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Wonderful and Weird ways of Wasps


Vanessa Greenslade

Day 2
Today I set out with a team of entomologists (they study invertebrates). First stop was at a wide open grassy plains where we checked a pitfall trap, a malaise trap and blue vein trap. At the pitfall we found some carabidae megacephala which means a ground beetle with a big head! The Blue vane trap worked a treat for catching many native bees – they are attracted to the blue vanes thinking they are flowers. The malaise however was not so successful - it was apparently not in the correct location.

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Next stop was in the Yalata area where a large net was erected on top of the car to catch invertebrates as we drove along – it resembled something from the movie Priscilla – so its new nick name became the Priscilla net! The rest of the day was spent using hand held insect nets at a number of different locations. The entomologists taught us how to wave the net correctly to catch many specimens without letting them fly out. It was fantastic to see so many different species of wasps and native bees around many types of flowering plants. The highlight was finding a rare ‘ghost wasp’ that hijacks the nest of native bees to lay its egg with a very long ‘ovipositor’. Their young then eat the bee larvae to grow! Another highlight was to see a hatchet wasp drag a paralysed cockroach down into its burrow!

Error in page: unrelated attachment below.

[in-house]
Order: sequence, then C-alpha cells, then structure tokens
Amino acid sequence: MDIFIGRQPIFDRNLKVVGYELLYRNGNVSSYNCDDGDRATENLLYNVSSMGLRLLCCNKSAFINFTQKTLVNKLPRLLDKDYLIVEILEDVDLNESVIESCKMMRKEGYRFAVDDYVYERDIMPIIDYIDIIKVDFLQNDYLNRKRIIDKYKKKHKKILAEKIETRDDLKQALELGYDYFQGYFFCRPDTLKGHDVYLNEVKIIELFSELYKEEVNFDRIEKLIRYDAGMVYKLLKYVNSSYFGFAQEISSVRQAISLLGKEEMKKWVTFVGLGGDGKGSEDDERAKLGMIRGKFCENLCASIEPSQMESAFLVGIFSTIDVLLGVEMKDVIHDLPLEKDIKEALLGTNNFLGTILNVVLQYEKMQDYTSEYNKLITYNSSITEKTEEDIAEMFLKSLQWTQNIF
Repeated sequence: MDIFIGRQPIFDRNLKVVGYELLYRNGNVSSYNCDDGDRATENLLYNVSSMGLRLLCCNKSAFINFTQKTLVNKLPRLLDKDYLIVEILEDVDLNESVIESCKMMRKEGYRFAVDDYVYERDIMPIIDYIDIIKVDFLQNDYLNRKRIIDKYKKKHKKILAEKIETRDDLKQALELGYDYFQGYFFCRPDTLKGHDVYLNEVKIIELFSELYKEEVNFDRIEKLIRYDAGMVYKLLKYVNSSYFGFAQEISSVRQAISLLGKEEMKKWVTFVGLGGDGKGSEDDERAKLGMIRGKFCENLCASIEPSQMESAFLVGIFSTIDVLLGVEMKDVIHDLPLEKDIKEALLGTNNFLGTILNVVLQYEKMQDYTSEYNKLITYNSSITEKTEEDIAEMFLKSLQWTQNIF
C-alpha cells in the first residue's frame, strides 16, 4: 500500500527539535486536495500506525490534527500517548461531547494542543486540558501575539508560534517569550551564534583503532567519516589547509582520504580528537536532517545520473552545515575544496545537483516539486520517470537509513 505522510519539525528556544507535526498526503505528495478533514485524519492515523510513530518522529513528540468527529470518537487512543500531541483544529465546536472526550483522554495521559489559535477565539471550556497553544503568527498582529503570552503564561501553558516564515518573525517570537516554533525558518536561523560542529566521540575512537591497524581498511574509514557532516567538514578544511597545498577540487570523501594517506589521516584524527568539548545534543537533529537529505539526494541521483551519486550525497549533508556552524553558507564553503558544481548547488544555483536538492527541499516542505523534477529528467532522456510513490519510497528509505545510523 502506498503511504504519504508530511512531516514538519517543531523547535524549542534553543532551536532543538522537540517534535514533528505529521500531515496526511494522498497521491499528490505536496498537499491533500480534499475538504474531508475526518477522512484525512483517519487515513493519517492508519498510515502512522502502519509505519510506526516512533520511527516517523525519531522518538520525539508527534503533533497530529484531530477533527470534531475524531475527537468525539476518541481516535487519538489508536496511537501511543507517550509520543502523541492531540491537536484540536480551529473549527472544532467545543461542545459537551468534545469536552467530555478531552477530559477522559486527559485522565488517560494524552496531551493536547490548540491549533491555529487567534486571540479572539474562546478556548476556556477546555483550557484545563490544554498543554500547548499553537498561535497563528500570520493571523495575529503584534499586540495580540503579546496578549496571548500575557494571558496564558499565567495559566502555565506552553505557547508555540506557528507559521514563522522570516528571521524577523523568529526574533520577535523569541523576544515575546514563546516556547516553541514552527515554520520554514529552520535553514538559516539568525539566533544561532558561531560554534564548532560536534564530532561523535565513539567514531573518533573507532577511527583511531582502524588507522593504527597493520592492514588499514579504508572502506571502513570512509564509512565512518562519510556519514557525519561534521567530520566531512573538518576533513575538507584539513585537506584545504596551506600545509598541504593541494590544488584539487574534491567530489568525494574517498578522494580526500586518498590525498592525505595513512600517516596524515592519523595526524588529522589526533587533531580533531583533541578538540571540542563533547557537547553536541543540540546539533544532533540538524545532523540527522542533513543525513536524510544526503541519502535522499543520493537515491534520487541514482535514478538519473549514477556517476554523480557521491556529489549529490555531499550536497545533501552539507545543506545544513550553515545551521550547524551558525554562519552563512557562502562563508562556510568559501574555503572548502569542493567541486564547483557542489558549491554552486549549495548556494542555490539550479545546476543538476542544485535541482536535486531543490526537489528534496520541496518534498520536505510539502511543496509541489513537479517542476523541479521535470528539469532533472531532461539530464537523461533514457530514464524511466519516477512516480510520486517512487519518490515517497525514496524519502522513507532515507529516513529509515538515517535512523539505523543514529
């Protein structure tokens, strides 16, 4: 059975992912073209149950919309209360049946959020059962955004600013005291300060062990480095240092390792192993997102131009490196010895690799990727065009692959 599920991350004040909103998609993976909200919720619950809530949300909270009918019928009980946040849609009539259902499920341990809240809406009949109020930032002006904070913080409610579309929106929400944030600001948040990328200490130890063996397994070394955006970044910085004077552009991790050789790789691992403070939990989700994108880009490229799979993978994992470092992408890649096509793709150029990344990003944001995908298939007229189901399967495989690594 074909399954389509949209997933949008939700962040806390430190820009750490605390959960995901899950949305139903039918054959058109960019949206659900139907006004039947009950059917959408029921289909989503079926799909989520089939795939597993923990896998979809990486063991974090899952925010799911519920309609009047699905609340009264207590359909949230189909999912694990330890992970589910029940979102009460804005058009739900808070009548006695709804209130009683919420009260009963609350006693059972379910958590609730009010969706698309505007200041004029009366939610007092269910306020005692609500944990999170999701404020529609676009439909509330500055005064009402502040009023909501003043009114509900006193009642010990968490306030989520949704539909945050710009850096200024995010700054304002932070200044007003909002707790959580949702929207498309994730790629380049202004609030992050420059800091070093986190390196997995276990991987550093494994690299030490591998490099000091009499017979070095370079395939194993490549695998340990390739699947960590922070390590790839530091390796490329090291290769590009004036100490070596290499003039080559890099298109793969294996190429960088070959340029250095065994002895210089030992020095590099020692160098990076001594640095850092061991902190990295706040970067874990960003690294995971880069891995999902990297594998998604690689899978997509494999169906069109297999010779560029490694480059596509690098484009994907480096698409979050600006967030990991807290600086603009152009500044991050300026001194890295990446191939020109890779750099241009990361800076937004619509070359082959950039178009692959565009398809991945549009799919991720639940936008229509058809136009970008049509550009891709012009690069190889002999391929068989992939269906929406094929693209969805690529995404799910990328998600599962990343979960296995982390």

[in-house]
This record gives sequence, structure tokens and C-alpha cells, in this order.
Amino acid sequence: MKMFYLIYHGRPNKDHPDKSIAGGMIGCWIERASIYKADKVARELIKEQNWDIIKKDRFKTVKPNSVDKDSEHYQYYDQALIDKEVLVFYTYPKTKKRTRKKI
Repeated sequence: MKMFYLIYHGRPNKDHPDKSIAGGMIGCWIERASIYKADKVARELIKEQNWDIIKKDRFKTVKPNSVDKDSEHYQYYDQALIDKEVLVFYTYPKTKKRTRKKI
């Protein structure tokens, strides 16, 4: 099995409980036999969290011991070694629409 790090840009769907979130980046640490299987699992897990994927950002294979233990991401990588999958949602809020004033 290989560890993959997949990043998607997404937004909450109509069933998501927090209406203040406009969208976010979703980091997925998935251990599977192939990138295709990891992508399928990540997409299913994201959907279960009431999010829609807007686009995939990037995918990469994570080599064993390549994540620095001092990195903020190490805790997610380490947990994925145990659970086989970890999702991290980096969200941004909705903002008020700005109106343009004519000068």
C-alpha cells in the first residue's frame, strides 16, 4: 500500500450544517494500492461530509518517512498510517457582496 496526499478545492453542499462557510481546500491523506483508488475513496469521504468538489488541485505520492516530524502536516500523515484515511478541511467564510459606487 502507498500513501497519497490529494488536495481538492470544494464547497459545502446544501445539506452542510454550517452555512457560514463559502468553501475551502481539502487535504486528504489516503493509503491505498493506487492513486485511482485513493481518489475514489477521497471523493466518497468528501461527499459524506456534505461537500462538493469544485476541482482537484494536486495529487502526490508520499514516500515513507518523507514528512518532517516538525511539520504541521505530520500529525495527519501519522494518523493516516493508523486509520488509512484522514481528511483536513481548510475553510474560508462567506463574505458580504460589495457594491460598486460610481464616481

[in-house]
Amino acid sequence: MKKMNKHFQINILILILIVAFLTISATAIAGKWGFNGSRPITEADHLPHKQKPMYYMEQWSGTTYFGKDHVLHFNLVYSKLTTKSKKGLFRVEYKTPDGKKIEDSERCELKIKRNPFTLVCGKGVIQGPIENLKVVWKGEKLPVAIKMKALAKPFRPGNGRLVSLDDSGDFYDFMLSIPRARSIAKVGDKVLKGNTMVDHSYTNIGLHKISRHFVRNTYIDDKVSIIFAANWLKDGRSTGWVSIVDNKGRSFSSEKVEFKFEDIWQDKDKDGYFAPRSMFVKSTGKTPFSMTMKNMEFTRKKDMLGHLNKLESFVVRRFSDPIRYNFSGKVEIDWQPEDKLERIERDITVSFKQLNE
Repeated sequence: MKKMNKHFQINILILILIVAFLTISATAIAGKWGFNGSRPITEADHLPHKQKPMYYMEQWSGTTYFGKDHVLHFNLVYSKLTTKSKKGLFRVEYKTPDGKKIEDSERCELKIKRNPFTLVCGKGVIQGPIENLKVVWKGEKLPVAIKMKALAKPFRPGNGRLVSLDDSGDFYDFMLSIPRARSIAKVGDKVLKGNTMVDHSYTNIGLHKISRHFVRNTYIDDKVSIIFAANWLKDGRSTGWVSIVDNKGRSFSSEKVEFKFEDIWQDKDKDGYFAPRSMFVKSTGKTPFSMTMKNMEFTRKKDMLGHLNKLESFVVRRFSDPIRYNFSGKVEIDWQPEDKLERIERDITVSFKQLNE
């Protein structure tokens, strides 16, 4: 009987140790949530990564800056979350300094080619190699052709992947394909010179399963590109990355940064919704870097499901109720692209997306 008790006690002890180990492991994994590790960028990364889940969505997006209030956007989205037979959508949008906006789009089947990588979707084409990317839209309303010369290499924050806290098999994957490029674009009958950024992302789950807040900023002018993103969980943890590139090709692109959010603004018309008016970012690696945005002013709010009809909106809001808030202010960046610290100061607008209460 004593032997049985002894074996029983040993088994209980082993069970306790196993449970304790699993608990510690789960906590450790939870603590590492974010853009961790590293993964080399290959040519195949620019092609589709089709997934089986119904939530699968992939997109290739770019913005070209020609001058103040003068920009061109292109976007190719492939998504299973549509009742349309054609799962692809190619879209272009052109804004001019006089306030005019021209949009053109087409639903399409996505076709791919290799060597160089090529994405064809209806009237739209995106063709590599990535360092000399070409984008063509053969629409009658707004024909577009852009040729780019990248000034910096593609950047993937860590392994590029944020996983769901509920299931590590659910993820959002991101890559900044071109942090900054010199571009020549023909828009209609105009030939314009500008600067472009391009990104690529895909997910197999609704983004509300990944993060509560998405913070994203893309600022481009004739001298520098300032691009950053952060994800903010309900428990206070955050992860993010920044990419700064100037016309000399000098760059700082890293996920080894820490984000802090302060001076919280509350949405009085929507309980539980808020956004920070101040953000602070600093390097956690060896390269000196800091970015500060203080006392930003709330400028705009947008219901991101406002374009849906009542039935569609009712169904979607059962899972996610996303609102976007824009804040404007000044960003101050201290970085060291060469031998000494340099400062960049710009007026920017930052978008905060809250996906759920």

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QUESTION FOR THE DAY: Why does the hatchet wasp parasitize the cockroach and what does it do with it when it gets it into its burrow?!